When it comes to family vacations, cruise holidays are a convenient cop-out. There isn’t much travel planning to do, no jet-lag to languish in, and no unwieldy baggage to lug from airport to taxi to hotel. Meanwhile, your whole gang gets to go to a single destination together, and you can still be sure that there’s something to suit every child in your family – from the excitable three-year-old to the grouchy 63-year-old who’s “just here for the all-you-can-eat-buffet”.
We sailed to nowhere onboard Royal Caribbean’s Spectrum of the Seas to distill the six things you and your gang must get up to – on top of the usual cruise-sailing suspects – while riding the waves on this spanking new mini-city-of-a-ship.
The official description of the Adventure Ocean programme on board Royal Caribbean cruises is a “youth club” where kids between three and 11 can meet and play with other kids in their age category. But every parent knows that it’s really a safe and secure childcare facility to drop off the young ‘uns so that they themselves can go off and have an adult adventure on the ocean. Whether it’s “getting lucky” at the casino tables – or getting lucky in their balconied suite – the adults can have a bout of much-needed us-time before picking up the kids and declaring to them that “Daddy and Mummy had so much fun at the swimming pool!” (Wink, wink.)
Three-to-five year-olds are bundled into Aquanauts Group; six-to-eight year-olds join the Explorers Group; while the Voyagers Group will keep the older kids (up to 11 years old) occupied. For tots younger than three, there are also Royal Babies and Royal Tots nursery playgroups.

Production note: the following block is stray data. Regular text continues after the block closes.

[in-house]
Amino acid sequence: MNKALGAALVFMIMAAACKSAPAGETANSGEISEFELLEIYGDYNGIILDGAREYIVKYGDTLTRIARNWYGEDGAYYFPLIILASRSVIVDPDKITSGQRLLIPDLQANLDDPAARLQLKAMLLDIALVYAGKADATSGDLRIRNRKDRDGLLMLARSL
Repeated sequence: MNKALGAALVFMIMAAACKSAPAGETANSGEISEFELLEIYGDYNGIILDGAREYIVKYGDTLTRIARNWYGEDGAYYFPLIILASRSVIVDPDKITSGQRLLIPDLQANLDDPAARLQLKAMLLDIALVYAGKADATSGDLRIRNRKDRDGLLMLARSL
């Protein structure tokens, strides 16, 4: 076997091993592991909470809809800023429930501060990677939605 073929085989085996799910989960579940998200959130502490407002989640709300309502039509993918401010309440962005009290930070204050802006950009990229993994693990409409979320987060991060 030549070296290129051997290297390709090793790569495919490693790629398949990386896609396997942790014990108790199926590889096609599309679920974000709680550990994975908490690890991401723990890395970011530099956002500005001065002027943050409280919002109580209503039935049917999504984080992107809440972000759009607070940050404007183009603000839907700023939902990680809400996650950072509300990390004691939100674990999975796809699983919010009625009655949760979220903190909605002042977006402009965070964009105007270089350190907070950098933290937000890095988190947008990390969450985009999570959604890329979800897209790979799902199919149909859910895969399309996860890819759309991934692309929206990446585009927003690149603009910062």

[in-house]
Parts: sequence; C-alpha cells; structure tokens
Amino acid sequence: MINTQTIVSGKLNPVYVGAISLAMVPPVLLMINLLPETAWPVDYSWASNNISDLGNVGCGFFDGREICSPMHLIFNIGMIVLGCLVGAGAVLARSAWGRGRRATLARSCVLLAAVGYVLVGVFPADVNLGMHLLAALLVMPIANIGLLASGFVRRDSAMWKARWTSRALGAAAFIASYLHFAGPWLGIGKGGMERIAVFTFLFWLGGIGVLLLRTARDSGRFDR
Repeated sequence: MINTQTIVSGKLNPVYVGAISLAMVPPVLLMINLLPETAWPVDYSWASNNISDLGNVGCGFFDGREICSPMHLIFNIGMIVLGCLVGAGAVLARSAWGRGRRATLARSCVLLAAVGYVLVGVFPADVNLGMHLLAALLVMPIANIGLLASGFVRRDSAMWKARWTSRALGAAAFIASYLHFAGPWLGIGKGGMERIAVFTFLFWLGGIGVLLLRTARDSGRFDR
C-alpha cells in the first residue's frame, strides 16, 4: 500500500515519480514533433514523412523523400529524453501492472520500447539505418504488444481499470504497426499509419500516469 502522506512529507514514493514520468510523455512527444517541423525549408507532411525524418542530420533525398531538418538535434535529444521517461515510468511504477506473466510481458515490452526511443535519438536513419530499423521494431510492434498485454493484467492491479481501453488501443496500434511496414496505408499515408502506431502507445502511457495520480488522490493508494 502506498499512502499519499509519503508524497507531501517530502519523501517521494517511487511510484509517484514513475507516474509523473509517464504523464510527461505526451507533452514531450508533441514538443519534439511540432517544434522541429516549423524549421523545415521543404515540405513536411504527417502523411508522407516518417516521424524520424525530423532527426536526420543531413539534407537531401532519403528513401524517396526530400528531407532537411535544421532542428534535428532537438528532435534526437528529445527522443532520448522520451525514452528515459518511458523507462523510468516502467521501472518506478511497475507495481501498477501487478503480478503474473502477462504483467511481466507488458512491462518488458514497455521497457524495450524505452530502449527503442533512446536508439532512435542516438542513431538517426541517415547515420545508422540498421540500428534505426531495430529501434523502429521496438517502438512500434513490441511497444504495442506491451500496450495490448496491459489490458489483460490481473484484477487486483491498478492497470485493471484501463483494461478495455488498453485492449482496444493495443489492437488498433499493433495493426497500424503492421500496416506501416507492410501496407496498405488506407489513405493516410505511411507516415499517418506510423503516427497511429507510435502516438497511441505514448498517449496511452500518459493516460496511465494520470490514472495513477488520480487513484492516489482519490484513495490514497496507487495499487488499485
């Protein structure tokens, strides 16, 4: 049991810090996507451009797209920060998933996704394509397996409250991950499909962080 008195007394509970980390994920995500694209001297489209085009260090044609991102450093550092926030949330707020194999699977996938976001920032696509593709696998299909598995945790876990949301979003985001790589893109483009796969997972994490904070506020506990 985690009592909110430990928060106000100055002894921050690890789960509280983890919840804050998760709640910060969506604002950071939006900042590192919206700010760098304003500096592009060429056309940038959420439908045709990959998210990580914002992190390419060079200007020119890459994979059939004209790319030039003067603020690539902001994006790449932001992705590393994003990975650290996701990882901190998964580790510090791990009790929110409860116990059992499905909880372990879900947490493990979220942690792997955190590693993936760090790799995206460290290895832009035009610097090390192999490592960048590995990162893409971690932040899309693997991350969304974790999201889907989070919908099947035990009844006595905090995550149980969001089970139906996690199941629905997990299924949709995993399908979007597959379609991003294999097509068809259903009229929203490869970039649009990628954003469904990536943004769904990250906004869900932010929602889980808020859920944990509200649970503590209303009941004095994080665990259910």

EAT A HOT DOG… OR FIVE
A regular fixture on a few Royal Caribbean cruises, The Dog House is a free-flow (and free) hot dog stand that serves up a variety of hot dogs, from all-American Coney Dogs, to Teutonic-tasting Thuringer pork sausages and the zesty Big Apple hot dog. Each dog also comes with sides of potato salad and creamy coleslaw. While sauntering about the Spectrum, it’s nearly impossible not to get a chunky hot dog each time you walk past the Dog House. Just be careful that it doesn’t spoil your appetite for dinne… oh what the heck – we’ll have three more, please.
VEG OUT WITH A VIEW
There’s so much to do (and eat) aboard the Spectrum that we very often forget the pure bliss of doing nothing. Enter your stateroom balcony (“stateroom” is what they call your “hotel room” on the ship). If you can tear yourself away from the hustle and bustle that Spectrum has to offer and carve out some quiet family time in the Balcony Stateroom, it’s also a terrific reminder of why you’re here in the first place. To spend time with the family you love so dearly. (Right? Right??!)
TEPPANYAKI: DINNER AND A SHOW
If you’re cruising with younger children who might not fancy the fine-dining options (but neither do you want to eat hot dogs for breakfast, lunch, dinner and supper), Teppanyaki – the teppanyaki restaurant that calls it like it is – is a fun-for-all dinner option. It’s a proper full-service restaurant that gives the adults a chance to dress up and eat a meal that’s not cobbled from 24 self-service stations (I’m looking at you, Windjammer buffet restaurant). But the kids will stay entertained by the showy and comic antics of the chef. Our usually tentative and hard-to-impress 5-year-old cackled to our chef’s egg-snake monster, an onion volcano, and an accidental (I think) broken egg over his head.
I BELIEVE I CAN IFLY
Ripcord by iFly is a skydiving simulator for the family in search of an adrenaline rush. If the kids aren’t up for it (they must be at least three years old), it’s also a great way for the parents to demonstrate the importance of overcoming your fears with courage and conviction. (I volunteered my spouse.)
The Northstar – essentially a giant bubble with a gorgeous view – is one of those tourist-trappy things that you just have to try. You and your family are hoisted up in a 360-degree-view bubble that demonstrates to us the infinite vastness of the ocean and reminds us of that uneasy feeling in our buttocks when we’re hanging 100 metres above sea level. Pro tip: No one has ever seen a whale cavorting in the ocean from the Northstar, but you can try anyway.